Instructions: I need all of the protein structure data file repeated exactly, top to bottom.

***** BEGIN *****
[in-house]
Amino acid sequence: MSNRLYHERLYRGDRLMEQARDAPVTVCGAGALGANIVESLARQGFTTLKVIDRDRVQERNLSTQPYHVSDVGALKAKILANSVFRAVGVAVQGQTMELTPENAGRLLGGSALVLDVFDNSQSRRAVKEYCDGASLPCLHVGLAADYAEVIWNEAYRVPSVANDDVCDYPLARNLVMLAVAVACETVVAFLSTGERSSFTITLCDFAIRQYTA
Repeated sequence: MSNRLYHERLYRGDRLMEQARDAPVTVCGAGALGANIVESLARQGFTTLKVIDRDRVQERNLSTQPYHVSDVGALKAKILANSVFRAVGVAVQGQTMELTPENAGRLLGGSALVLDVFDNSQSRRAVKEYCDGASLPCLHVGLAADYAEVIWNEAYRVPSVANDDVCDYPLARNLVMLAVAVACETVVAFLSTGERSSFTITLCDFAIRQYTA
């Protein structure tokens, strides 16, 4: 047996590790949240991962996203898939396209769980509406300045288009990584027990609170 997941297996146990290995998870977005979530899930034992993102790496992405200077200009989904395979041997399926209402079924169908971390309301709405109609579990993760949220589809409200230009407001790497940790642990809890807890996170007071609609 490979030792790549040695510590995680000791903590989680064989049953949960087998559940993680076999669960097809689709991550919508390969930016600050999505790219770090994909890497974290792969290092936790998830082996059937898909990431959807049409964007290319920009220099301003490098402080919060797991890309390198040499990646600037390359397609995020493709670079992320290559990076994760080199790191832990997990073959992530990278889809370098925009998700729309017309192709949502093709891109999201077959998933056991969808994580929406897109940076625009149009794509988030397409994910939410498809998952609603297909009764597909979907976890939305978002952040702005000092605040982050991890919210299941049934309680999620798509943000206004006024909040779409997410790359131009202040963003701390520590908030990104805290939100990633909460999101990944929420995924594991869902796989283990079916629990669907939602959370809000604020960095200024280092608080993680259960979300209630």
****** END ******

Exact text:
[in-house]
Amino acid sequence: MSNRLYHERLYRGDRLMEQARDAPVTVCGAGALGANIVESLARQGFTTLKVIDRDRVQERNLSTQPYHVSDVGALKAKILANSVFRAVGVAVQGQTMELTPENAGRLLGGSALVLDVFDNSQSRRAVKEYCDGASLPCLHVGLAADYAEVIWNEAYRVPSVANDDVCDYPLARNLVMLAVAVACETVVAFLSTGERSSFTITLCDFAIRQYTA
Repeated sequence: MSNRLYHERLYRGDRLMEQARDAPVTVCGAGALGANIVESLARQGFTTLKVIDRDRVQERNLSTQPYHVSDVGALKAKILANSVFRAVGVAVQGQTMELTPENAGRLLGGSALVLDVFDNSQSRRAVKEYCDGASLPCLHVGLAADYAEVIWNEAYRVPSVANDDVCDYPLARNLVMLAVAVACETVVAFLSTGERSSFTITLCDFAIRQYTA
């Protein structure tokens, strides 16, 4: 047996590790949240991962996203898939396209769980509406300045288009990584027990609170 997941297996146990290995998870977005979530899930034992993102790496992405200077200009989904395979041997399926209402079924169908971390309301709405109609579990993760949220589809409200230009407001790497940790642990809890807890996170007071609609 490979030792790549040695510590995680000791903590989680064989049953949960087998559940993680076999669960097809689709991550919508390969930016600050999505790219770090994909890497974290792969290092936790998830082996059937898909990431959807049409964007290319920009220099301003490098402080919060797991890309390198040499990646600037390359397609995020493709670079992320290559990076994760080199790191832990997990073959992530990278889809370098925009998700729309017309192709949502093709891109999201077959998933056991969808994580929406897109940076625009149009794509988030397409994910939410498809998952609603297909009764597909979907976890939305978002952040702005000092605040982050991890919210299941049934309680999620798509943000206004006024909040779409997410790359131009202040963003701390520590908030990104805290939100990633909460999101990944929420995924594991869902796989283990079916629990669907939602959370809000604020960095200024280092608080993680259960979300209630």